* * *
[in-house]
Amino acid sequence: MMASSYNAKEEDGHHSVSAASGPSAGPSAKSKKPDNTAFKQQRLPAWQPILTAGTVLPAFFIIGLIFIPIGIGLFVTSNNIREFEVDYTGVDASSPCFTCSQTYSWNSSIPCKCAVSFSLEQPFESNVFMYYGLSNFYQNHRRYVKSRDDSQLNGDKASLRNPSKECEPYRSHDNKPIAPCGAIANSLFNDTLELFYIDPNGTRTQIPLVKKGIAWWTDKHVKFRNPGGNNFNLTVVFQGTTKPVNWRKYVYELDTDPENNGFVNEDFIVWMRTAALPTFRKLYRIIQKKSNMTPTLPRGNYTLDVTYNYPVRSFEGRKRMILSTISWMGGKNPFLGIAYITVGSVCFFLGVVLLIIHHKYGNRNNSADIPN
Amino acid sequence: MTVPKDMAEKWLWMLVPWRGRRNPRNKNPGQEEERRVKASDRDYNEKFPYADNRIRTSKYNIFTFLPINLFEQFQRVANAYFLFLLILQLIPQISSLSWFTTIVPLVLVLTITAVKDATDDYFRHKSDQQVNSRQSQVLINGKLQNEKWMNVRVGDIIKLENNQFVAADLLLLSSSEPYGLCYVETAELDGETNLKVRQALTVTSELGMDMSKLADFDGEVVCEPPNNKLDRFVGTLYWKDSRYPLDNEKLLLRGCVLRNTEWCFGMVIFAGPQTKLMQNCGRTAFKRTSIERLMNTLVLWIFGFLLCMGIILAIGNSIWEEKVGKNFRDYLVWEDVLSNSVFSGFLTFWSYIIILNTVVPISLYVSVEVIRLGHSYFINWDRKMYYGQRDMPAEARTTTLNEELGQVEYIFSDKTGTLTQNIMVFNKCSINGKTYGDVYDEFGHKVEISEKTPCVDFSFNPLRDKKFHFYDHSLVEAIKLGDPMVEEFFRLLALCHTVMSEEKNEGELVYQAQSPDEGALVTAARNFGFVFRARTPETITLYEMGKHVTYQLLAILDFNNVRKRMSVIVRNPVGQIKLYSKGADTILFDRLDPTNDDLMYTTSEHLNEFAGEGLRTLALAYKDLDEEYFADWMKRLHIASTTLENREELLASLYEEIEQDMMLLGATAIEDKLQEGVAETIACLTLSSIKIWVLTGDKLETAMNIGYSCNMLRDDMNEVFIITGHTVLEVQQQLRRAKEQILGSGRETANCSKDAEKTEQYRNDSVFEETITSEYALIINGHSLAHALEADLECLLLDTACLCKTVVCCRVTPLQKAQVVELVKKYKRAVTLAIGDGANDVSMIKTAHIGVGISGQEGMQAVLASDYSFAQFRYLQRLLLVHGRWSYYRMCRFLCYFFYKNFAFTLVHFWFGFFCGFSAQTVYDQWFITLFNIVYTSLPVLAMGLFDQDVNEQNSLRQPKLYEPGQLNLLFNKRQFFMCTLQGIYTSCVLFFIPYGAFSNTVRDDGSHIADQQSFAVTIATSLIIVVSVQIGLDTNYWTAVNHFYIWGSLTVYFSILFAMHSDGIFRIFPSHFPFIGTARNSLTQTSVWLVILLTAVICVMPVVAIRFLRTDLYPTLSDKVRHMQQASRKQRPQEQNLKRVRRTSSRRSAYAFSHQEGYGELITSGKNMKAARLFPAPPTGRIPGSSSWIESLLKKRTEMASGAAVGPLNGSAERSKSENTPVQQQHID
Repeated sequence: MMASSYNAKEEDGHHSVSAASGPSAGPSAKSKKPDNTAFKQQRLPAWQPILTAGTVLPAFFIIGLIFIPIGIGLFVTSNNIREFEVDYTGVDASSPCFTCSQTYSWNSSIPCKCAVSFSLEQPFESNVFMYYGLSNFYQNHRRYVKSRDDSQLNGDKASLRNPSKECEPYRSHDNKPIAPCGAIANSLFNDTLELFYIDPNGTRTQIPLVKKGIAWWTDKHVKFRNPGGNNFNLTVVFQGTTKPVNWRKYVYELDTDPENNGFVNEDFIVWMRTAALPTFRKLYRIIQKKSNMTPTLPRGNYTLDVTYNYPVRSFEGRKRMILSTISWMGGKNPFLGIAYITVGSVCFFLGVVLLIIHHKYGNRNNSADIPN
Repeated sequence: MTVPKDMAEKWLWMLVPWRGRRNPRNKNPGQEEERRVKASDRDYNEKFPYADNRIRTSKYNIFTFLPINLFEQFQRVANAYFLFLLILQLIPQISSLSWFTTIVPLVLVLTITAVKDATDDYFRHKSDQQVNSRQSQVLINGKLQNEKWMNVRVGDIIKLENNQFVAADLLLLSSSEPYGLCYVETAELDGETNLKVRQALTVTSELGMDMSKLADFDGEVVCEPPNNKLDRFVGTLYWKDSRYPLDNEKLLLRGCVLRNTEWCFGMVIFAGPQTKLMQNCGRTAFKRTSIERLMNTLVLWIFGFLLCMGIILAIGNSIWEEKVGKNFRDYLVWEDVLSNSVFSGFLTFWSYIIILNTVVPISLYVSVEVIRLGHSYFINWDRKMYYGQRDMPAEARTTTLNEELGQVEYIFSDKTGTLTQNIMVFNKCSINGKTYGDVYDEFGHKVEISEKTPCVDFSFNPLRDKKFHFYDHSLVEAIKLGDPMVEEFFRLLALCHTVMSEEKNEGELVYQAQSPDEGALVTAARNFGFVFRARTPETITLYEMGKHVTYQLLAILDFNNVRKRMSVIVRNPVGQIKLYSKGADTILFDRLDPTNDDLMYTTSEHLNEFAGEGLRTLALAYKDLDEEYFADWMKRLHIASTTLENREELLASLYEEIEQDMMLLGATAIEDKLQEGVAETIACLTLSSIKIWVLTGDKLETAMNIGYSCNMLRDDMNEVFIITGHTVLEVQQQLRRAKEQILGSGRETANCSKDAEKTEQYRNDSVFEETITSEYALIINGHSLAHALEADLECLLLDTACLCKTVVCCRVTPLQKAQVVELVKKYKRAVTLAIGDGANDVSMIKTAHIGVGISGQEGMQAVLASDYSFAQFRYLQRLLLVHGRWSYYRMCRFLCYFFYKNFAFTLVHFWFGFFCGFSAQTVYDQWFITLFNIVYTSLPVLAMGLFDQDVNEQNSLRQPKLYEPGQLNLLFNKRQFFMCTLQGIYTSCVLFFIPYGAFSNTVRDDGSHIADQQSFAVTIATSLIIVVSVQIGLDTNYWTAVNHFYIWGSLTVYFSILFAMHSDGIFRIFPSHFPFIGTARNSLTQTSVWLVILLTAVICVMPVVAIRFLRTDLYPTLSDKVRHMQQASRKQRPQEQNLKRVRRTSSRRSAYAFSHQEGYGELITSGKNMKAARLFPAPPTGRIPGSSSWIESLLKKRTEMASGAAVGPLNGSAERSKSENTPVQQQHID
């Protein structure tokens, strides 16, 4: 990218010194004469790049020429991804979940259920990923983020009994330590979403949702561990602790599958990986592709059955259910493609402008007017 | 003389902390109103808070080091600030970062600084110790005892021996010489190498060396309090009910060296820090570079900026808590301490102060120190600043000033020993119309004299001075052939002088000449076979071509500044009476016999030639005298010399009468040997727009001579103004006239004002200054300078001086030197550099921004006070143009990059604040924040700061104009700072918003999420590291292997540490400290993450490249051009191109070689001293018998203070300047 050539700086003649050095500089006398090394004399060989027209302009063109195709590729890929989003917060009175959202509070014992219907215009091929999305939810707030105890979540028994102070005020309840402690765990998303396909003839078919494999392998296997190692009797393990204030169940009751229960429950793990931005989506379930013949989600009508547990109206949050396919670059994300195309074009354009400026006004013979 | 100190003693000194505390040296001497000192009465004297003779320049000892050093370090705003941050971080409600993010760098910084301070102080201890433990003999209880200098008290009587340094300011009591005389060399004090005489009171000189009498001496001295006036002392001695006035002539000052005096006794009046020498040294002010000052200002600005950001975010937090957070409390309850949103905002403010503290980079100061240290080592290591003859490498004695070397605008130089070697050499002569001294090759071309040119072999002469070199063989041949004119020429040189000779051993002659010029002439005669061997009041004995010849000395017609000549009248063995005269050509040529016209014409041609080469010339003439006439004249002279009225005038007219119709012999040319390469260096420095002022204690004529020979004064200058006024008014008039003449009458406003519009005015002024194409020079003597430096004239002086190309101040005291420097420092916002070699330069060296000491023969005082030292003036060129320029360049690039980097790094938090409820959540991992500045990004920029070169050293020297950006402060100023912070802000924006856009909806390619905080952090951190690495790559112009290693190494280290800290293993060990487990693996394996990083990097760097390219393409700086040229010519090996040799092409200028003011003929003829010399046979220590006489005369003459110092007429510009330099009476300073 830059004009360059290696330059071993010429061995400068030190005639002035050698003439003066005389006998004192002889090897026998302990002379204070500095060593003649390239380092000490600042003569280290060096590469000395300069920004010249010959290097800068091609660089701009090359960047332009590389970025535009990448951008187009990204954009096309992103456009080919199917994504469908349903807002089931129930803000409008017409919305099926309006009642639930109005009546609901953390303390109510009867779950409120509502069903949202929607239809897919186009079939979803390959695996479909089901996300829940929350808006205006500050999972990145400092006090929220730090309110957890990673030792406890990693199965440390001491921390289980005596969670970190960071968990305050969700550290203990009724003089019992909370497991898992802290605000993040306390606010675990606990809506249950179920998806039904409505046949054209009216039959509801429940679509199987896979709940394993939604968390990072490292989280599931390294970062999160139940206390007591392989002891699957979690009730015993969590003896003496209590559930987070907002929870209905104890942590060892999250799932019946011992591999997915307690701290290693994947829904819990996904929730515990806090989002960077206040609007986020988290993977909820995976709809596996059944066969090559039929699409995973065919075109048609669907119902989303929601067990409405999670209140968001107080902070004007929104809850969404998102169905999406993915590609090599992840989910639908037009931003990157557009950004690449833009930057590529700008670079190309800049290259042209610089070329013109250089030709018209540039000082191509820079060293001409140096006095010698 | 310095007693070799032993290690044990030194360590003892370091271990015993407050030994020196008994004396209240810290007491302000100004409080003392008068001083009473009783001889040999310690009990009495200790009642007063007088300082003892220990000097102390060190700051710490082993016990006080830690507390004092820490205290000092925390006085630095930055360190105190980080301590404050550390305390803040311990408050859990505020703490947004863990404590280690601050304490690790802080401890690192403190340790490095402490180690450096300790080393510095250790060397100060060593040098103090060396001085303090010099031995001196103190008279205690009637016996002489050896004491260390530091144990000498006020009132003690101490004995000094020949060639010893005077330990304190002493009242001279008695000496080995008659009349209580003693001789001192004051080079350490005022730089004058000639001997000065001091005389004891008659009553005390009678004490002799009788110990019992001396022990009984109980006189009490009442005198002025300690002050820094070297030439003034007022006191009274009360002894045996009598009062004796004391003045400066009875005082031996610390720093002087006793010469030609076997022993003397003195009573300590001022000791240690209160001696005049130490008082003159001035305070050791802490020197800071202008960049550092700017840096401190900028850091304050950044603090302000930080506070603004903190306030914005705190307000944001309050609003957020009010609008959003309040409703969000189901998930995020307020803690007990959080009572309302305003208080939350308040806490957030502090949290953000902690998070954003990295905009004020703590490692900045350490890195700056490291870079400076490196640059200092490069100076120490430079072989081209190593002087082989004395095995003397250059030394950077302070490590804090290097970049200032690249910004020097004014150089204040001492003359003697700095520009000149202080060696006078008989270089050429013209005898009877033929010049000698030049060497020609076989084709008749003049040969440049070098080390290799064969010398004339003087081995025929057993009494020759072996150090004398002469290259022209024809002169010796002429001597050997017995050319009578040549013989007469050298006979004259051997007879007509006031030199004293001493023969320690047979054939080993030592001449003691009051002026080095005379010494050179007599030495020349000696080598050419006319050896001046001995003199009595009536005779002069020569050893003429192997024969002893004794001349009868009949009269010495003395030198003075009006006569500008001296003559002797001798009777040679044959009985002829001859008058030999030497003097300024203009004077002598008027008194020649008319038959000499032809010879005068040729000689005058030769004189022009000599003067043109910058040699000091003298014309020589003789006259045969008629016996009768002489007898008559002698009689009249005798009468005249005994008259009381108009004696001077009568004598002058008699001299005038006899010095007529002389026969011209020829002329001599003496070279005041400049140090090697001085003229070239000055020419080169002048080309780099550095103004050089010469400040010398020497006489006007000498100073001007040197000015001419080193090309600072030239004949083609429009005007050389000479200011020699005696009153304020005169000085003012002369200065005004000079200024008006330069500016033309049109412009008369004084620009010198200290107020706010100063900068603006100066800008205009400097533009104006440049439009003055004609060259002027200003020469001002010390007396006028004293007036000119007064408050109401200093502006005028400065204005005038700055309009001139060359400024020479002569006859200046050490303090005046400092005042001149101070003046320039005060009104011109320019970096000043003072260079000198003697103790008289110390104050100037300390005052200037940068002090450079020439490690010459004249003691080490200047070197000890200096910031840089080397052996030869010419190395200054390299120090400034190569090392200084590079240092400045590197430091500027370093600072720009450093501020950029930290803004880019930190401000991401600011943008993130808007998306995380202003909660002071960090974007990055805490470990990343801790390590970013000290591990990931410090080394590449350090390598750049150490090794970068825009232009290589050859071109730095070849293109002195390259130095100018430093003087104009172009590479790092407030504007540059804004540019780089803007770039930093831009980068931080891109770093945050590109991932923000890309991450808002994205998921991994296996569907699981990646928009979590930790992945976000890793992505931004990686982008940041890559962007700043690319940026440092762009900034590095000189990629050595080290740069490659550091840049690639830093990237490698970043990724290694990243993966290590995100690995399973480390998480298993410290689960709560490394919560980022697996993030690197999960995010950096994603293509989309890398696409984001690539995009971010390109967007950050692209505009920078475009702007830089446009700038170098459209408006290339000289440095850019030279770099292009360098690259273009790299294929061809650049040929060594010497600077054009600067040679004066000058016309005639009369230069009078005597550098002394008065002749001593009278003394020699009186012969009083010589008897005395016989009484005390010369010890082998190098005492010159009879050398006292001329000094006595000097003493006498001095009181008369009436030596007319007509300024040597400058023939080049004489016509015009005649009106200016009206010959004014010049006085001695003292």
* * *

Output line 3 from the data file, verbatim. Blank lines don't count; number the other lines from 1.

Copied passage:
Amino acid sequence: MTVPKDMAEKWLWMLVPWRGRRNPRNKNPGQEEERRVKASDRDYNEKFPYADNRIRTSKYNIFTFLPINLFEQFQRVANAYFLFLLILQLIPQISSLSWFTTIVPLVLVLTITAVKDATDDYFRHKSDQQVNSRQSQVLINGKLQNEKWMNVRVGDIIKLENNQFVAADLLLLSSSEPYGLCYVETAELDGETNLKVRQALTVTSELGMDMSKLADFDGEVVCEPPNNKLDRFVGTLYWKDSRYPLDNEKLLLRGCVLRNTEWCFGMVIFAGPQTKLMQNCGRTAFKRTSIERLMNTLVLWIFGFLLCMGIILAIGNSIWEEKVGKNFRDYLVWEDVLSNSVFSGFLTFWSYIIILNTVVPISLYVSVEVIRLGHSYFINWDRKMYYGQRDMPAEARTTTLNEELGQVEYIFSDKTGTLTQNIMVFNKCSINGKTYGDVYDEFGHKVEISEKTPCVDFSFNPLRDKKFHFYDHSLVEAIKLGDPMVEEFFRLLALCHTVMSEEKNEGELVYQAQSPDEGALVTAARNFGFVFRARTPETITLYEMGKHVTYQLLAILDFNNVRKRMSVIVRNPVGQIKLYSKGADTILFDRLDPTNDDLMYTTSEHLNEFAGEGLRTLALAYKDLDEEYFADWMKRLHIASTTLENREELLASLYEEIEQDMMLLGATAIEDKLQEGVAETIACLTLSSIKIWVLTGDKLETAMNIGYSCNMLRDDMNEVFIITGHTVLEVQQQLRRAKEQILGSGRETANCSKDAEKTEQYRNDSVFEETITSEYALIINGHSLAHALEADLECLLLDTACLCKTVVCCRVTPLQKAQVVELVKKYKRAVTLAIGDGANDVSMIKTAHIGVGISGQEGMQAVLASDYSFAQFRYLQRLLLVHGRWSYYRMCRFLCYFFYKNFAFTLVHFWFGFFCGFSAQTVYDQWFITLFNIVYTSLPVLAMGLFDQDVNEQNSLRQPKLYEPGQLNLLFNKRQFFMCTLQGIYTSCVLFFIPYGAFSNTVRDDGSHIADQQSFAVTIATSLIIVVSVQIGLDTNYWTAVNHFYIWGSLTVYFSILFAMHSDGIFRIFPSHFPFIGTARNSLTQTSVWLVILLTAVICVMPVVAIRFLRTDLYPTLSDKVRHMQQASRKQRPQEQNLKRVRRTSSRRSAYAFSHQEGYGELITSGKNMKAARLFPAPPTGRIPGSSSWIESLLKKRTEMASGAAVGPLNGSAERSKSENTPVQQQHID